All of the above mentioned braking means are controlled from a motion initiator 9. This box houses a solenoid that either produces the braking motion directly or moves a ratchet into position which then provides braking power using the skaters kinetic energy. Also, the motion initiator 9 uses a battery that powers the motor and a radio receiver and transmitter which communicate with the hand device. The battery could be separately located, for example on the sole of the skate conformal in shape as a part of the skate body 4. The battery is typically a NiMH type capable of quick recharging without memory effect.

Referring now to FIGS. 2, 3, 4 and 5, embodiments of the hand-held unit are depicted. Different types of hand or wrist held radio brake activation and information devices can be used as braking controls and/or information systems for skates. Four preferred embodiments are illustrated. Braking can be wrist activated, thumb activated or finger activated. In each case by the application of pressure or movement, a signal is generated by the hand-held unit and transmitted to apply a braking force. Various pressure or force transducers can be used as inputs to the RF circuit for transmission to the receiver at the wheels.

As shown in FIGS. 2-5 there are a number of components that are common to all hand or wrist held radio signal device. First, it is desirable, but not mandatory, that they have some sort of strap which secures them to the hand or wrist as shown as a wide band 20, in FIG. 2, a wrist strap 21 in FIG. 3, and across the back of the hand a strap 22 in FIG. 4. In each of these cases the band 20 or wrist strap 21 is preferably a portion of a skaters wrist guards. That is , it is currently common for in-line skaters to wear wrist guards as a protective measure and these components are worn on each hand and have rigid inserts to protect the hand and wrist in case of a fall. Consequently, the trigger, display and battery components can easily be incorporated into those guards without severely increasing their bulk or size.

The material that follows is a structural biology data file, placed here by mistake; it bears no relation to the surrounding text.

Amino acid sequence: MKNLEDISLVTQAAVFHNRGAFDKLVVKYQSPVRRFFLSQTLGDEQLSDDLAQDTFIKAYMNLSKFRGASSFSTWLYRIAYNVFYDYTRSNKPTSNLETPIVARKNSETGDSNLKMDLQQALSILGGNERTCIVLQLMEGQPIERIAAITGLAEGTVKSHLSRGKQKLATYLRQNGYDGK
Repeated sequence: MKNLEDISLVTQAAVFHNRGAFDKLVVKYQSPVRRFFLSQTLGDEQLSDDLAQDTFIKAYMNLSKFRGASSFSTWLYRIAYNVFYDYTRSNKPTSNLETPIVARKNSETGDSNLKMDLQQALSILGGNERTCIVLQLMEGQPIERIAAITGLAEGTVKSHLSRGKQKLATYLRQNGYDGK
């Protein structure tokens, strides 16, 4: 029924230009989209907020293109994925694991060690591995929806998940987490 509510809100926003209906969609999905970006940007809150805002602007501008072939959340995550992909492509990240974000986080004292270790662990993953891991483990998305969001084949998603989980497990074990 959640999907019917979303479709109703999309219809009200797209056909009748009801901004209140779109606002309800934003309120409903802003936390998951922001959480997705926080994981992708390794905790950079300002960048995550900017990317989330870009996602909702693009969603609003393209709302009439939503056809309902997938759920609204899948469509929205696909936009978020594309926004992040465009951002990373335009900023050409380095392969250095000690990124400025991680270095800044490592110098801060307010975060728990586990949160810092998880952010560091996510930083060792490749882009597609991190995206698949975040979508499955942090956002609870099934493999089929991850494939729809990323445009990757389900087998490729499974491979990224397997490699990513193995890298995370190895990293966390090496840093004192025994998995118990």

The hand-held unit in each embodiment must have a small battery along with the radio transmitter/receiver, as shown in FIG. 2 in a housing 23, FIG. 3 as an external flap 24, and in FIG. 4 as a hand grip 25 to contain a source of power. The battery can be non-rechargeable, or can be rechargeable using a plug in system, a solar re-charging system with a few solar cells mounted on the exterior, or a movement driven electrical generating system. An antenna, not shown will be present. It could be incorporated into the strap or otherwise located in a non-obstructive position.

FIG. 2 shows the wrist activated device which activates the brakes when the wrist is bent backwards past the straight arm and hand position. This system is shown with a pad 26 being pressed against the back of the hand and pushed into the dotted position. When the hand moves forward with relation to the arm a spring 27 returns the braking to the off position. The advantages of the wrist activated controls are that they free up the inside of the hands to hold objects, grab onto objects, and break falls if they occur. Information on speed, distance and the like may be displayed on pad 26 or another location. This information would be picked off of a wheel as a function of rate of rotation. Obviously, the translation of wheel rotational rates into speed and distance readings are known in other applications such as bicycles. The control of the wrist movement however, is not as precise as that of thumb and finger controls.